There are more details being revealed about the Russian submarine fire in Arctic waters that killed 14 of its crew, including several of the country’s top naval officials.

Reports from their funeral indicate officials praised their actions, which resulted in staving off a planet-wide disaster.

The 14 sailors who died when a fire erupted aboard a top-secret Russian nuclear submarine last week prevented a “planetary catastrophe,” a top naval officer said at their funeral, according to local outlets.

The sailors died of smoke inhalation July 1 as they worked to stop the flames from spreading in the deep-water research submarine surveying the seafloor near the Arctic, according to the Russian Defense Ministry.

“With their lives, [the 14 sailors] saved their comrades, saved the ship and averted a catastrophe of planetary scale,” Sergei Pavlov, an aide to the Russian navy’s commander, was quoted by local outlet Fontanka as saying at the private funeral on Saturday.

Whatever happened, data collected from surrounding nations do not show an increase in radiation levels.

Russian authorities had previously refused to say whether the country’s worst naval incident in more than a decade involved a nuclear-powered vessel. They have also refused to say what type of craft was involved, with the Kremlin calling the information “absolutely classified.” Neighboring Norway contacted Russia for more details though it said it hadn’t detected any increased radiation levels.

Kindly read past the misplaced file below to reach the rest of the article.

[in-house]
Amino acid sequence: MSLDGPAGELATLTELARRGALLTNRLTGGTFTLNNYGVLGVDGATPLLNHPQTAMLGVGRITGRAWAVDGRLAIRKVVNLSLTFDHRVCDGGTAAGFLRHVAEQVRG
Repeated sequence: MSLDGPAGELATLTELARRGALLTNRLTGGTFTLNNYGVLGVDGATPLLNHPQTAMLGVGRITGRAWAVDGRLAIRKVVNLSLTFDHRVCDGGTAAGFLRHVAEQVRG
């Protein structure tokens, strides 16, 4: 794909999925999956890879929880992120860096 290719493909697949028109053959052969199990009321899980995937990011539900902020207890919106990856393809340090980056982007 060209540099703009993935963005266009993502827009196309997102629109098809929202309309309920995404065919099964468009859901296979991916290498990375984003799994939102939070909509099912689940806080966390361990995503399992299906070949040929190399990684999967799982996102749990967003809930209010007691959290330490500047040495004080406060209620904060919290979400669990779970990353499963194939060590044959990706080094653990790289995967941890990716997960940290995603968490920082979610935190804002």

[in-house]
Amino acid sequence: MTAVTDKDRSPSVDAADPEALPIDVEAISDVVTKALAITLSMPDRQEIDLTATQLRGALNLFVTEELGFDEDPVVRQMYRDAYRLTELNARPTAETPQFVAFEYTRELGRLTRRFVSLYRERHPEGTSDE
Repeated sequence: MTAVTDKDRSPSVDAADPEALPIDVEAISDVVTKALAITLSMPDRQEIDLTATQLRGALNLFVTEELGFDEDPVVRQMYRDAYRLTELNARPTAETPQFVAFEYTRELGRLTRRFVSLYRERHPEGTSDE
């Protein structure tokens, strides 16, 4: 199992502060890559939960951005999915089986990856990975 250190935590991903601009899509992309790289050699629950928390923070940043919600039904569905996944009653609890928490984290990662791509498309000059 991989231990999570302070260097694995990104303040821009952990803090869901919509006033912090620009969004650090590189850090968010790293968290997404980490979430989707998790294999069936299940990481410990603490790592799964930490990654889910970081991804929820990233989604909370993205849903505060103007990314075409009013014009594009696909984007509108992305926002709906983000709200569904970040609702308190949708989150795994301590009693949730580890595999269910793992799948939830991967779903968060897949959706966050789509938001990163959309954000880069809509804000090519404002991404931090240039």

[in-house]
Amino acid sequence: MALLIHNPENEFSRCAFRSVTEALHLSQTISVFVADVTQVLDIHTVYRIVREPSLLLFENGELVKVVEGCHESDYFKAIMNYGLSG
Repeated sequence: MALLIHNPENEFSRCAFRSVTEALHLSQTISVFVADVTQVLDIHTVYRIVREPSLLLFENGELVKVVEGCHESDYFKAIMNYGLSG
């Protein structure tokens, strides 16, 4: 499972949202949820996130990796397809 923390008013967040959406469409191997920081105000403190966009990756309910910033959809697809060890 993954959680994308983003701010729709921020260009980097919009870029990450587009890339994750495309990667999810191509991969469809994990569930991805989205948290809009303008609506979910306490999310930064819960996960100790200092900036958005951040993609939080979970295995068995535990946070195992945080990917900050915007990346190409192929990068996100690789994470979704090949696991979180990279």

Russia media is boldly making comparisons to the handling of this incident with the infamous and deadly Chernobyl nuclear disaster.

Some Russian media criticized what they said was a lack of transparency, and drew parallels with the dearth of official information during the meltdown of a Soviet nuclear reactor in Chernobyl in 1986.

“Absolutely nothing is known at the moment – who, what… I don’t understand one thing: why did a day go by and only then did they make the statement about the deceased?” said Yevgeny Buntman, an anchor for the Ekho Moskvy radio station.

“Why don’t we know their names? Is this normal?”